An Insider’s Guide to America’s Top Business Schools

Business 2.0
September 2004
by Michael V. Copeland
with reporting by Marc B. Zawel

Quit worrying. If you’re choosing among the 25 schools in this guide, you’re going to get a great education. These schools attract the best of the best: The professors are top-notch, and the students are superachievers. The academic programs are rigorous, and the classrooms, with few exceptions, are the glitziest around. Arming yourself with an MBA from any one of these schools will open doors for you. So let’s not fret about which of these business schools is the “best” by some objective standard. Miles of bookstore shelves are filled with guides that rank the schools by various data points and reputation. Rather than doing another ranking, our aim is to evaluate the student experience at the top schools. This guide will help you figure out which one will work best for you-which one fits your interests, your lifestyle, your personality. After all, you’re probably going to shell out at least 70 grand to earn your MBA — you might as well enjoy the experience.

The main thing that sets Cornell apart from the pack is its location. Ithaca, in central New York, is off the beaten path for practically everyone. That cuts both ways, say Johnson students. The isolation promotes a close-knit community. But it also makes it difficult to attract recruiters.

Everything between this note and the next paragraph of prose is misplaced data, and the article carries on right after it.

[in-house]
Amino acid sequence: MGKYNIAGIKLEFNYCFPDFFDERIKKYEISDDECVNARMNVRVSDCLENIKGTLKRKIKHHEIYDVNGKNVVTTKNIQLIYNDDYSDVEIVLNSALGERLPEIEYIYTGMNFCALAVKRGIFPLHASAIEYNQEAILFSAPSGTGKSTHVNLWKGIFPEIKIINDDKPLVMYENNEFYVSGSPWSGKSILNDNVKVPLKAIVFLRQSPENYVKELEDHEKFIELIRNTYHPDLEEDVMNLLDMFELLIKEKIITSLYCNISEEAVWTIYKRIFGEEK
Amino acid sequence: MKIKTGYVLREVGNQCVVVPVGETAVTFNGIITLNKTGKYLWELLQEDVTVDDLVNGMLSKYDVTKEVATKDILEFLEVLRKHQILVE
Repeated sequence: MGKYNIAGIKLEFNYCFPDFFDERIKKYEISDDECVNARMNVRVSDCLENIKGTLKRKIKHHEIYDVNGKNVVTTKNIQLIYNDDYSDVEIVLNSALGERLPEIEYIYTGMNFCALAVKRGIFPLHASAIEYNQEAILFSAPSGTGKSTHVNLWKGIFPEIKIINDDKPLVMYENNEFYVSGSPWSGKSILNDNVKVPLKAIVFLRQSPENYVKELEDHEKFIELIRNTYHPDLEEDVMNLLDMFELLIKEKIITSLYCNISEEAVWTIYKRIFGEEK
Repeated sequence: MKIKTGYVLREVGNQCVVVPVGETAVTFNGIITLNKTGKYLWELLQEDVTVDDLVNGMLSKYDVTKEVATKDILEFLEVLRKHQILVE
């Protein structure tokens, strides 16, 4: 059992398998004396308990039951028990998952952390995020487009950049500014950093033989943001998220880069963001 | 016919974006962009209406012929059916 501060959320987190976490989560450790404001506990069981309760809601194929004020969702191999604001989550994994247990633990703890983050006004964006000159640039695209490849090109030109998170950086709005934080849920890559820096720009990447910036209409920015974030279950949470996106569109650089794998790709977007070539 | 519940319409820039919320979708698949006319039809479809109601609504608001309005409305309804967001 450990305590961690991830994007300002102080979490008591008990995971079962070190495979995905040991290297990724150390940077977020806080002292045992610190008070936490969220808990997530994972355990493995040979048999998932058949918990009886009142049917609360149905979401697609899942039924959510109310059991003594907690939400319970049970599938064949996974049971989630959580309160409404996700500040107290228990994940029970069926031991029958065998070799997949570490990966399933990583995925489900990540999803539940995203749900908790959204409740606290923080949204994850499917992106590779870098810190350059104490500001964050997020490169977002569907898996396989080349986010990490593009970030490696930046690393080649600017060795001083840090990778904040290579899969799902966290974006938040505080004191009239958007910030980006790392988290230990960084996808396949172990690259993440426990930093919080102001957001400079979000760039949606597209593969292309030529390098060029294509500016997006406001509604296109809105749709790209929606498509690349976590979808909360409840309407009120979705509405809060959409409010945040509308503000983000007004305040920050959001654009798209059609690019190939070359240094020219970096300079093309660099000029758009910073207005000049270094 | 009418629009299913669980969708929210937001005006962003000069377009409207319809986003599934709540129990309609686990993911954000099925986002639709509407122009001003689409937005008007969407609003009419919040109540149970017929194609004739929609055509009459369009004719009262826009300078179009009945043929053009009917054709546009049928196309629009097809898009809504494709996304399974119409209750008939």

Most Johnson students take part in the “immersion semester,” attacking real-world cases presented by investment banks, financial services companies, and consumer product makers, with the students as an unpaid brain trust. Cornell students tend to split into two groups, focusing on either finance or brand management, two of the school’s strengths.

Sage Hall, Johnson’s home, wins universal praise for its Wi-Fi access, breakout room, cafeteria — even the couches, available for quick power naps. That’s more important than you might think, given the amount of time you’ll spend there during Ithaca’s interminable winters.

%d bloggers like this: